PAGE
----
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Eating the Rainbow

by Jane Harrison, RD, from

Ever heard of the “rainbow diet?” It’s not an actual diet — it refers to choosing fruits and veggies of every color in the rainbow.

Eating the full rainbow of foods regularly helps give your body the nutrients it needs. In addition to fiber, vitamins and minerals, naturally colored foods contain what are known as phytochemicals. These powerful plant substances are the disease-fighting materials that also give fruits and veggies their array of colors.

Research has shown that eating a variety of these plant substances may work together to:

  • Strengthen your immune system
  • Lower your risk for certain cancers and chronic diseases
  • Help ward off type 2 diabetes
  • Reduce high blood pressure
  • Prevent some eye diseases
  • Maintain urinary tract health
  • Maintain heart health
  • Improve memory
  • Help build strong bones and teeth

Your daily quota

The goal: Fill half your plate with colorful fruits and veggies at each meal. The number of cups of fruit and veggies you’ll need every day depends on your age, gender, calorie needs and activity level.

Making fruit and veggies the focal point during a meal will help you meet your daily quota!  Check out for more ideas about how to add fruits and veggies into your meals.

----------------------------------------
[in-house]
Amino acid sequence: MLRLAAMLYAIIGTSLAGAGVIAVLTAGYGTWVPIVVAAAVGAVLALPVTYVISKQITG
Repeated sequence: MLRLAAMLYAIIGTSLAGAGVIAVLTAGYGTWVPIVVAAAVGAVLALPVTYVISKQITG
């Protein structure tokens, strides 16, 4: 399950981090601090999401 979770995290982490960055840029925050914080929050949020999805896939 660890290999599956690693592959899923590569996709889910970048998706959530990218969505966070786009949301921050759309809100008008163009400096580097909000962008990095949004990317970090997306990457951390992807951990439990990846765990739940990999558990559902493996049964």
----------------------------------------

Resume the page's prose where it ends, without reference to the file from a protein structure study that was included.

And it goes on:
A rainbow of choices
Ready to shop the rainbow? The next time you are at the supermarket or local farm stand, try to choose fruits and vegetables from each of these categories:

  • Red: Red apples, cranberries, red grapes, pomegranates, raspberries, strawberries, watermelon, pink or red grapefruit, tomatoes, radishes, radicchio, red peppers, red onions
  • Blue/purple: Raisins, blackberries, blueberries, plums, purple grapes, eggplant, purple cabbage, purple figs
  • White: Bananas, white nectarines, white peaches, garlic, cauliflower, mushrooms, onions, potatoes
  • Green: Green apples, green grapes, kiwi fruit, honeydew melon, kiwi, avocado, broccoli, spinach, okra, artichoke, zucchini, lettuce, celery, asparagus
  • Yellow/orange: Yellow apples, apricots, cantaloupe, oranges, peaches, nectarines, mangoes, grapefruit, pineapple, yellow peppers, pumpkin, sweet corn, yellow tomatoes, lemons, sweet potatoes

Looking for a pot of gold at the end of the rainbow? For some, the prize may be measured in pounds. Since fruits and vegetables tend to be filling and low in calories, they can also be a good way to help you reduce or manage your weight.


U.S. Department of Agriculture and U.S. Department of Health and Human Services. Dietary guidelines for Americans 2010. Accessed: 9/25/12.

This article provided by United Healthcare, a sponsor of the 2012 Texas Conference for Women.